"Songbird of Prey"

"The term “singer-songwriter,” usually conjures up thoughts of gentle acoustic balladeering about love, both unrequited and… requited.   And half the time, that’s exactly what Flaherty dishes out. The rest of the time she’s punching you with her rough-edged music fists that are made of sound-noises. And you’re all “This is actually quite enjoyable, not painful,” and “How do you do that?” And then you learn she grew up in Southie, and you’re like “Not in the face not in the face not in the—okay, in the face. The ears, specifically.”
-Sean Clancy, The Weekly Dig

"There aren't many voices out there with the power of Lauren Flaherty"
Think of her as an updated Pat Benatar, a voice of incredible range that likely could have done opera. Instead, Flaherty turns her attention to rock, adding a much-missed level of sophistication above the ever-rocking backbeat."
"Lauren Flaherty puts on a clinic in “Can’t Stop,” a fully-realized expression of vulnerability and authenticity, captured almost flawlessly in a recorded performance."
-C.D. Di Guardia, Boston Band Crush

"This Berklee School of Music grad has an intricate yet involving songwriting style that is winning her fans and followers." -BMI.com

"Flaherty Wails Supreme On Her New CD"
 (Top 5 of the month)
... Singer-songwriter Lauren Flaherty wails supreme on her new CD, You Don't Know Me. She's a beautiful looking gal with a powerful rock & roll voice who displays a penchant for turning her day-to-day observations and life experiences into memorable songs. Filled with catchy hooks and mesmerizing riffs, Flaherty is equally at home singing a power ballad as she is tearing it up on a full-throttle rocker. Her lush, muti-layered vocal arrangements give the songs muscle and mass, making for a huge, arena-rock style delivery. Give Lauren's songs, "Shoes", "Ghost Town" (inspired by Beantown's famed Kenmore Square) and "Someone Else" a healthy spin and see if you don't agree that Flaherty is a feminine tour de force to be reckoned with. Good stuff!

"Flaherty’s Vocals Are As Cool As Ever"

"I’ve reviewed a previous record by Lauren Flaherty, since then she seems to have toughened up and it suits her. Opener Closer Than Close roars with rock’n’roll energy and the vocal soars like a banshee wailing... Flaherty’s vocals are as cool as ever. Just Rain is softer, Flaherty proving as good at a ballad as she is at rockin’ out. Her silky voice caresses the sad words with real feeling. It could be a radio hit with the right support. The album holds together well and Flaherty seems to have a bright future ahead."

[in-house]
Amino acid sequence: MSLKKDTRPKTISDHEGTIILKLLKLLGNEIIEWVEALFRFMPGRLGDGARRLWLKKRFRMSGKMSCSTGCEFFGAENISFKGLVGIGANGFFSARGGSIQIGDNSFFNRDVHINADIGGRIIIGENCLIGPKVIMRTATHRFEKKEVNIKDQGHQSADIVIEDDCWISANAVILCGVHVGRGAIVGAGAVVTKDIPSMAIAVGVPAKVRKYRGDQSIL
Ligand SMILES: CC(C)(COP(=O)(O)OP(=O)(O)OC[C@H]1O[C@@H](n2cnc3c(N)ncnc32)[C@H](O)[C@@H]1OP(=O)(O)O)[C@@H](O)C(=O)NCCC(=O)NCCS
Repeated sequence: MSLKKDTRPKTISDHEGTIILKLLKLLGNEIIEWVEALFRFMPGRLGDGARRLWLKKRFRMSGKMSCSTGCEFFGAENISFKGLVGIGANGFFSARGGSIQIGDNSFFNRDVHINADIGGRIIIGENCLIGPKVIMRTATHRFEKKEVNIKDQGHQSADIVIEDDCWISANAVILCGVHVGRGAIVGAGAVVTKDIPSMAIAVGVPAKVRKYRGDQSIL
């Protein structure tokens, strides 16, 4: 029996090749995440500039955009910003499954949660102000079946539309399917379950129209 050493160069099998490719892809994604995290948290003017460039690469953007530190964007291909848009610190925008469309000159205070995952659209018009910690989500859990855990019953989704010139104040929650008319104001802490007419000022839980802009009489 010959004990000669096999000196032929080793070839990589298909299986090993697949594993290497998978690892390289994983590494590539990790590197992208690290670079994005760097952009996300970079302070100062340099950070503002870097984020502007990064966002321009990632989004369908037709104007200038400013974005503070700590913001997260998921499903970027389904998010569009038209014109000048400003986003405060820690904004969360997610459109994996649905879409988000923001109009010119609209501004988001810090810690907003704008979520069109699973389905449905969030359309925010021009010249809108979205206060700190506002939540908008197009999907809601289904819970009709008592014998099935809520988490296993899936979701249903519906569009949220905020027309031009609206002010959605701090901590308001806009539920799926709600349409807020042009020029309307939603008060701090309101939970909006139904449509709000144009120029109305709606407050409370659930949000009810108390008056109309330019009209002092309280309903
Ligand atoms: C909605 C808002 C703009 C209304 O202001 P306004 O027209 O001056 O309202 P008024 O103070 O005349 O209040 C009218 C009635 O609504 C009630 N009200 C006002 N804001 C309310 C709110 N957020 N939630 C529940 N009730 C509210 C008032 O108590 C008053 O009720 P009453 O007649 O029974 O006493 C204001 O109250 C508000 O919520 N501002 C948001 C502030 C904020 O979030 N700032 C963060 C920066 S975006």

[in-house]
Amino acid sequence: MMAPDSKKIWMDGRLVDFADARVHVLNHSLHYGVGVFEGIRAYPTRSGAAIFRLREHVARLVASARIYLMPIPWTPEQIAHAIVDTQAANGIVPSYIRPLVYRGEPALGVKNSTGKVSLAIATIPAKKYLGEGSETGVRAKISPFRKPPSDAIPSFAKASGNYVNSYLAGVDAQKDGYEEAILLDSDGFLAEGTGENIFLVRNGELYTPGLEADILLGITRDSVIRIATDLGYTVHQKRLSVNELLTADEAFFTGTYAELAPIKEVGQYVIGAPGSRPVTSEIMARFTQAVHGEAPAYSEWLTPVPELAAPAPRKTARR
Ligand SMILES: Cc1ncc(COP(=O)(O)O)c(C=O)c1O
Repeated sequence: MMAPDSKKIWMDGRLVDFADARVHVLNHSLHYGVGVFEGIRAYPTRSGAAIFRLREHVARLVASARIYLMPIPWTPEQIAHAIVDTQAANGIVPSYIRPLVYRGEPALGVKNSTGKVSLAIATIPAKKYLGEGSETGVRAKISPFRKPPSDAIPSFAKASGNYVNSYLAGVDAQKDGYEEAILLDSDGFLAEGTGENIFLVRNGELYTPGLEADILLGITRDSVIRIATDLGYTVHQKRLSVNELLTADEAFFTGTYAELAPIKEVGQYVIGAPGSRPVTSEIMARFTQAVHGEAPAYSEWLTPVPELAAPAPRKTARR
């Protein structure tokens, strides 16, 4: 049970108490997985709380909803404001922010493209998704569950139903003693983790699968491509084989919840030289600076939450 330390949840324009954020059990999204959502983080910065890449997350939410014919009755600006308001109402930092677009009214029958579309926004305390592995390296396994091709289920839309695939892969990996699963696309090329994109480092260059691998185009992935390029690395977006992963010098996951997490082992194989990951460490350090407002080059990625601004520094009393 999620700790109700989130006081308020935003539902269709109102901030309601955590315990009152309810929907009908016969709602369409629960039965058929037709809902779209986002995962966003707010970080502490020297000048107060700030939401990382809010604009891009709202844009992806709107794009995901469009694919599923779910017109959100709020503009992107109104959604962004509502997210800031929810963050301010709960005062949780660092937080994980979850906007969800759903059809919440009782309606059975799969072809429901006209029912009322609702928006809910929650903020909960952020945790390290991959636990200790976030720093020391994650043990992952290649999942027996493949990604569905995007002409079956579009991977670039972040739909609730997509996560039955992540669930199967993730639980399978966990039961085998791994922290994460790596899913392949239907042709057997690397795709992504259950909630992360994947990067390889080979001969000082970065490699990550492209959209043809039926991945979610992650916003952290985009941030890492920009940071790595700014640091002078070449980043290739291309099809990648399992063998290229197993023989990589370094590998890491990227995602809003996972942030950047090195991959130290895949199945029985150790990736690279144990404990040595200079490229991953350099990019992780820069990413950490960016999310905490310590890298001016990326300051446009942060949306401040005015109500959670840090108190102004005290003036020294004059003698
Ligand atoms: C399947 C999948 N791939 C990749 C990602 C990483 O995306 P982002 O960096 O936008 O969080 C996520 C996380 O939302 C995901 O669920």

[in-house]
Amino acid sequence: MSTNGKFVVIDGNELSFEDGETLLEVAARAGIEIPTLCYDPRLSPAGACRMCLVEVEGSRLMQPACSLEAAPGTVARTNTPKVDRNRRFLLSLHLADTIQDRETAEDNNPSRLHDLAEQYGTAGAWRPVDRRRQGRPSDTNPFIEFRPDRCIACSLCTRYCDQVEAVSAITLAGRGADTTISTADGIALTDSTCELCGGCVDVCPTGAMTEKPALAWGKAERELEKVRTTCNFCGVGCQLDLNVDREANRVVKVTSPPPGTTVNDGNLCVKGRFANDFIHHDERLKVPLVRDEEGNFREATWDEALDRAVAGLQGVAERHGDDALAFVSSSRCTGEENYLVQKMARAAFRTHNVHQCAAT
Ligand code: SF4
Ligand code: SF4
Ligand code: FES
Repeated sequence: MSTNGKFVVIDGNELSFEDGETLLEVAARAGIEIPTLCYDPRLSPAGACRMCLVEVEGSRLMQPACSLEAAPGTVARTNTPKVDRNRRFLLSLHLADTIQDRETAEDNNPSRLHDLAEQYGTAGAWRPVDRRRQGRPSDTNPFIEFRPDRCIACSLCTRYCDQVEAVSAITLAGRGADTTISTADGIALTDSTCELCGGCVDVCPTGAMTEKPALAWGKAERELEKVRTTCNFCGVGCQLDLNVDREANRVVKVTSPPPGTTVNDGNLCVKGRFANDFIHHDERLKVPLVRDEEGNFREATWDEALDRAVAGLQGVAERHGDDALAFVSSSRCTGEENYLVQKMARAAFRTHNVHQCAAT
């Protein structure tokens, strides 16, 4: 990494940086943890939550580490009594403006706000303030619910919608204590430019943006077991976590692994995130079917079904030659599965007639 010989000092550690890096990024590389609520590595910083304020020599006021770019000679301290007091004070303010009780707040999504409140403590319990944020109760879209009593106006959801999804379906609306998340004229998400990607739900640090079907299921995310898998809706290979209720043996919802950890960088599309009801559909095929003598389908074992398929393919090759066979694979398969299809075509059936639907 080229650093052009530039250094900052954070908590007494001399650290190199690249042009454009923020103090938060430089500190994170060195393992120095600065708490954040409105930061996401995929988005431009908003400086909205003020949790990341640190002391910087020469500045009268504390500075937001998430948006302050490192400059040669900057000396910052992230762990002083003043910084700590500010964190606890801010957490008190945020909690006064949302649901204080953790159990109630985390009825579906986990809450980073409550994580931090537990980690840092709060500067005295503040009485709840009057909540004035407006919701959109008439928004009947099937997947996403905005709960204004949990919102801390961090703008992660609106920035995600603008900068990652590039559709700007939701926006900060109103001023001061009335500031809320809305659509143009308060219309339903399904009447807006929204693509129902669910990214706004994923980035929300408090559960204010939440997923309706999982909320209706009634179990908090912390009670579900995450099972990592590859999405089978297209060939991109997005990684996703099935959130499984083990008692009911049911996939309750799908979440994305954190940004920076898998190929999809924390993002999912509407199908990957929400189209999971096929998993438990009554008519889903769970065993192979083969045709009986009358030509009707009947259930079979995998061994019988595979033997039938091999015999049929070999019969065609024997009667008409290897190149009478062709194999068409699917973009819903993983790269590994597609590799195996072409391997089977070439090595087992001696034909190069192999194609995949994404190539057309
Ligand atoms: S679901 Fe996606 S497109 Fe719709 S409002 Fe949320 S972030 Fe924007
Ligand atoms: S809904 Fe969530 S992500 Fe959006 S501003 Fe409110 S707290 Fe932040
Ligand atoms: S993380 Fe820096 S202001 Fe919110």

"Local Singer-Songwriter Gets Boston Rocking"
On May 7th, there was a release party for her latest CD, You Don't Know Me, at Felt Boston. Flaherty's appeal was on full display. Throughout the set, her enthusiasm was infectious. But, what was particularly remarkable was her desire to engage the audience and invite the members to share her passion.

As her profile continues to rise in the music industry, this talented local intends to keep a level head. ... Building a career upon such a solid foundation, Lauren Flaherty will undoubtedly keep Boston rocking for some time to come.

"4 Out Of 4 Stars"

Boston's Lauren Flaherty veers more toward rock music on her powerful debut WHAT MAKES AN ANGEL. A florid vocalist she burns rubber on the driving "Show To Me", slows everything down nicely for the gorgeous piano ballad "Slowly", a performance that won critical acclaim from Billboard Magazine, then turns to modern folk with a live acoustic version of the title song. A neat album that's well worth seeking out

"Angel on High"

Boston Native Lauren Flaherty is influenced by a range of female musicians, from Rock divas such as Shirley Manson and Hole's Courtney Love to melodic piano peddlers such as Tori Amos. Flaherty's first album, "What Makes An Angel", shows this range with a mix of guitar-driven songs and slow tracks, including the single "Slowly" and the sultry rock song "Some Man's Girl"... Tonight Flaherty celebrates her CD release with a free performance at the Virgin Megastore.

-The Boston Globe (cover of Sidekick section)

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